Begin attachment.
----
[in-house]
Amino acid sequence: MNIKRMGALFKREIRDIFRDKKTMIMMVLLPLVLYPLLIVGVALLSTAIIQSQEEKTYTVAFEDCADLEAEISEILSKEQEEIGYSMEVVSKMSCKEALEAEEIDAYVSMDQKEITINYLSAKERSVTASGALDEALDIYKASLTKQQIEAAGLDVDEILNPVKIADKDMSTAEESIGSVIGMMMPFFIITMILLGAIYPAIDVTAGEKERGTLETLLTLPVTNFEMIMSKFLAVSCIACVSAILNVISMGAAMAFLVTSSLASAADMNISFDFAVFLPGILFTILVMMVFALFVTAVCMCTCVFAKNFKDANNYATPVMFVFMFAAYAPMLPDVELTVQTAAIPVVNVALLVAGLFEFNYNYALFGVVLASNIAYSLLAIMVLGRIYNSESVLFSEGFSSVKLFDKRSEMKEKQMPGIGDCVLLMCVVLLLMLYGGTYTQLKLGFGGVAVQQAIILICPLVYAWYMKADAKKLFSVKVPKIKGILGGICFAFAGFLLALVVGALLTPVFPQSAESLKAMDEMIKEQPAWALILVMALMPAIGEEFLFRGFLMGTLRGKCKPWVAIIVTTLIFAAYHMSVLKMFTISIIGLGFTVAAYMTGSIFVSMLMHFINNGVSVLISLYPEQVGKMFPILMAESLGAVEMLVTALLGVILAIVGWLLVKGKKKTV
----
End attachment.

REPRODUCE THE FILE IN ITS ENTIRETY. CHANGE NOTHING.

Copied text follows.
[in-house]
Amino acid sequence: MNIKRMGALFKREIRDIFRDKKTMIMMVLLPLVLYPLLIVGVALLSTAIIQSQEEKTYTVAFEDCADLEAEISEILSKEQEEIGYSMEVVSKMSCKEALEAEEIDAYVSMDQKEITINYLSAKERSVTASGALDEALDIYKASLTKQQIEAAGLDVDEILNPVKIADKDMSTAEESIGSVIGMMMPFFIITMILLGAIYPAIDVTAGEKERGTLETLLTLPVTNFEMIMSKFLAVSCIACVSAILNVISMGAAMAFLVTSSLASAADMNISFDFAVFLPGILFTILVMMVFALFVTAVCMCTCVFAKNFKDANNYATPVMFVFMFAAYAPMLPDVELTVQTAAIPVVNVALLVAGLFEFNYNYALFGVVLASNIAYSLLAIMVLGRIYNSESVLFSEGFSSVKLFDKRSEMKEKQMPGIGDCVLLMCVVLLLMLYGGTYTQLKLGFGGVAVQQAIILICPLVYAWYMKADAKKLFSVKVPKIKGILGGICFAFAGFLLALVVGALLTPVFPQSAESLKAMDEMIKEQPAWALILVMALMPAIGEEFLFRGFLMGTLRGKCKPWVAIIVTTLIFAAYHMSVLKMFTISIIGLGFTVAAYMTGSIFVSMLMHFINNGVSVLISLYPEQVGKMFPILMAESLGAVEMLVTALLGVILAIVGWLLVKGKKKTV